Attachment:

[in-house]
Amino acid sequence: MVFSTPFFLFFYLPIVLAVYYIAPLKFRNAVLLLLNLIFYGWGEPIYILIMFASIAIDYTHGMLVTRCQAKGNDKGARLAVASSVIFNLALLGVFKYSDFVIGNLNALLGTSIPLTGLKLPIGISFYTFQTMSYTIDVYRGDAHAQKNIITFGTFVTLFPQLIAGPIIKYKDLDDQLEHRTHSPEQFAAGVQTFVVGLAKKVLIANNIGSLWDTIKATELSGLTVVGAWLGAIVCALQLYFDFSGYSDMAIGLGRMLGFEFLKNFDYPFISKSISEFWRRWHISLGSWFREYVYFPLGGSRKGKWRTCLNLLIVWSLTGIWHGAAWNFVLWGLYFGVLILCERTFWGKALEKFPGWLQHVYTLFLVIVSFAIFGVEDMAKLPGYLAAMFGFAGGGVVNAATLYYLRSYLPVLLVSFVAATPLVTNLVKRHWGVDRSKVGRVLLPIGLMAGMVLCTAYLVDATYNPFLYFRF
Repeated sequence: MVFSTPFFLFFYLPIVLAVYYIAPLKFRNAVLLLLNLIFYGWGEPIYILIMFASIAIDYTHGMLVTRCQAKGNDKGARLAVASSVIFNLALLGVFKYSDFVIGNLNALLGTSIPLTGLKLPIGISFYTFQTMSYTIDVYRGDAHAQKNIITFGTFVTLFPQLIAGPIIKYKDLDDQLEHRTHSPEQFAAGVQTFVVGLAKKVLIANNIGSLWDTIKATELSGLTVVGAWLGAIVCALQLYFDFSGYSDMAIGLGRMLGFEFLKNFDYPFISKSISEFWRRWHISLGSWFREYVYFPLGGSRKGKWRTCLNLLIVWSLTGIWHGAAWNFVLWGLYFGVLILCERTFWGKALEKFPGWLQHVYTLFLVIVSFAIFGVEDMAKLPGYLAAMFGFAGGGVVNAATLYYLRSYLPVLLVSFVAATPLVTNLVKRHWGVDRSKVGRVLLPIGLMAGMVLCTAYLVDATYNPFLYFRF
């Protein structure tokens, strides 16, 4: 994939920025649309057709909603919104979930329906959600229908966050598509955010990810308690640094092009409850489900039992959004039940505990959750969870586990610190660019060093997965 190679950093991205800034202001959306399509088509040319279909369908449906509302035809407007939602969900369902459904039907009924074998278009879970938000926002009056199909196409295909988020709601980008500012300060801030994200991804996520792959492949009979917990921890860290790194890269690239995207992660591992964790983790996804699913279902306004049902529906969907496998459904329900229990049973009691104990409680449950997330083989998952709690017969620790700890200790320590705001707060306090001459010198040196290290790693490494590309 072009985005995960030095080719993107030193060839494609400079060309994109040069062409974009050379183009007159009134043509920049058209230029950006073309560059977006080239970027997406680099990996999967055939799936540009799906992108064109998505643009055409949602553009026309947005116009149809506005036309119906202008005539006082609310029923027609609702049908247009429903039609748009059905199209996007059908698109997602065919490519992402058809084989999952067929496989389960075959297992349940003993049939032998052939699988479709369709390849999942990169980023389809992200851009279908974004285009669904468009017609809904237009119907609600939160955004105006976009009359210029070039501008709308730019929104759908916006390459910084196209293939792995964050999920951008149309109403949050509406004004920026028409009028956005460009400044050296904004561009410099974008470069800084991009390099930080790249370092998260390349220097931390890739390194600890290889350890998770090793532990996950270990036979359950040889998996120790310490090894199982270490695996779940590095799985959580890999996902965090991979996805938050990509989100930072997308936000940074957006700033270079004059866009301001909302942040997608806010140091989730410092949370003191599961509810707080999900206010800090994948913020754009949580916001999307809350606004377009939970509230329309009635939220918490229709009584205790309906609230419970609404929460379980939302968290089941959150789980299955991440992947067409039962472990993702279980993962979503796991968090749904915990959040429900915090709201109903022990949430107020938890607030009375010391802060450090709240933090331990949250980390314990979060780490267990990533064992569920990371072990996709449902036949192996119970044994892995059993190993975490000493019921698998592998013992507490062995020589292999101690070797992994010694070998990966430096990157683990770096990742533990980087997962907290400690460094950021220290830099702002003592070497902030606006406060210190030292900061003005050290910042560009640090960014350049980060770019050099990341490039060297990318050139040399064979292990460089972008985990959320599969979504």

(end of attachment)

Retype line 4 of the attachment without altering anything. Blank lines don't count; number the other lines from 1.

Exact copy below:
């Protein structure tokens, strides 16, 4: 994939920025649309057709909603919104979930329906959600229908966050598509955010990810308690640094092009409850489900039992959004039940505990959750969870586990610190660019060093997965 190679950093991205800034202001959306399509088509040319279909369908449906509302035809407007939602969900369902459904039907009924074998278009879970938000926002009056199909196409295909988020709601980008500012300060801030994200991804996520792959492949009979917990921890860290790194890269690239995207992660591992964790983790996804699913279902306004049902529906969907496998459904329900229990049973009691104990409680449950997330083989998952709690017969620790700890200790320590705001707060306090001459010198040196290290790693490494590309 072009985005995960030095080719993107030193060839494609400079060309994109040069062409974009050379183009007159009134043509920049058209230029950006073309560059977006080239970027997406680099990996999967055939799936540009799906992108064109998505643009055409949602553009026309947005116009149809506005036309119906202008005539006082609310029923027609609702049908247009429903039609748009059905199209996007059908698109997602065919490519992402058809084989999952067929496989389960075959297992349940003993049939032998052939699988479709369709390849999942990169980023389809992200851009279908974004285009669904468009017609809904237009119907609600939160955004105006976009009359210029070039501008709308730019929104759908916006390459910084196209293939792995964050999920951008149309109403949050509406004004920026028409009028956005460009400044050296904004561009410099974008470069800084991009390099930080790249370092998260390349220097931390890739390194600890290889350890998770090793532990996950270990036979359950040889998996120790310490090894199982270490695996779940590095799985959580890999996902965090991979996805938050990509989100930072997308936000940074957006700033270079004059866009301001909302942040997608806010140091989730410092949370003191599961509810707080999900206010800090994948913020754009949580916001999307809350606004377009939970509230329309009635939220918490229709009584205790309906609230419970609404929460379980939302968290089941959150789980299955991440992947067409039962472990993702279980993962979503796991968090749904915990959040429900915090709201109903022990949430107020938890607030009375010391802060450090709240933090331990949250980390314990979060780490267990990533064992569920990371072990996709449902036949192996119970044994892995059993190993975490000493019921698998592998013992507490062995020589292999101690070797992994010694070998990966430096990157683990770096990742533990980087997962907290400690460094950021220290830099702002003592070497902030606006406060210190030292900061003005050290910042560009640090960014350049980060770019050099990341490039060297990318050139040399064979292990460089972008985990959320599969979504």